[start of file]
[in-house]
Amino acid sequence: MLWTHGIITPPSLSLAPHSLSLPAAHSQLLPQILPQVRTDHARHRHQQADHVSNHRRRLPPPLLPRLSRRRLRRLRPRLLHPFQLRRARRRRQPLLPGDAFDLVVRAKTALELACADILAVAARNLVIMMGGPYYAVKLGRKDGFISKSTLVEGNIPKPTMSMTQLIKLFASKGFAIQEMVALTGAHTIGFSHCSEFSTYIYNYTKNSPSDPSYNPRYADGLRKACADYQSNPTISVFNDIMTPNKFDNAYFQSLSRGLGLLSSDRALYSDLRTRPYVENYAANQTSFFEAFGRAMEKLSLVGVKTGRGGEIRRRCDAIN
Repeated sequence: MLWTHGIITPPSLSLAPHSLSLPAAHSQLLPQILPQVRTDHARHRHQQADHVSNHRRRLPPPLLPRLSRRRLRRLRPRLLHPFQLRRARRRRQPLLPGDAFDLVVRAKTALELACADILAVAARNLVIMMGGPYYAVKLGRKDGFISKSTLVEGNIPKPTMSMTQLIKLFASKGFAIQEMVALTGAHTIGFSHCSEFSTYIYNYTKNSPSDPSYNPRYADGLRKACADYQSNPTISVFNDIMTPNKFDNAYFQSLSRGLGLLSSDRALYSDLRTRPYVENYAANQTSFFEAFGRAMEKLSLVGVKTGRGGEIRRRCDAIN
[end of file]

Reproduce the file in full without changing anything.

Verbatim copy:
[in-house]
Amino acid sequence: MLWTHGIITPPSLSLAPHSLSLPAAHSQLLPQILPQVRTDHARHRHQQADHVSNHRRRLPPPLLPRLSRRRLRRLRPRLLHPFQLRRARRRRQPLLPGDAFDLVVRAKTALELACADILAVAARNLVIMMGGPYYAVKLGRKDGFISKSTLVEGNIPKPTMSMTQLIKLFASKGFAIQEMVALTGAHTIGFSHCSEFSTYIYNYTKNSPSDPSYNPRYADGLRKACADYQSNPTISVFNDIMTPNKFDNAYFQSLSRGLGLLSSDRALYSDLRTRPYVENYAANQTSFFEAFGRAMEKLSLVGVKTGRGGEIRRRCDAIN
Repeated sequence: MLWTHGIITPPSLSLAPHSLSLPAAHSQLLPQILPQVRTDHARHRHQQADHVSNHRRRLPPPLLPRLSRRRLRRLRPRLLHPFQLRRARRRRQPLLPGDAFDLVVRAKTALELACADILAVAARNLVIMMGGPYYAVKLGRKDGFISKSTLVEGNIPKPTMSMTQLIKLFASKGFAIQEMVALTGAHTIGFSHCSEFSTYIYNYTKNSPSDPSYNPRYADGLRKACADYQSNPTISVFNDIMTPNKFDNAYFQSLSRGLGLLSSDRALYSDLRTRPYVENYAANQTSFFEAFGRAMEKLSLVGVKTGRGGEIRRRCDAIN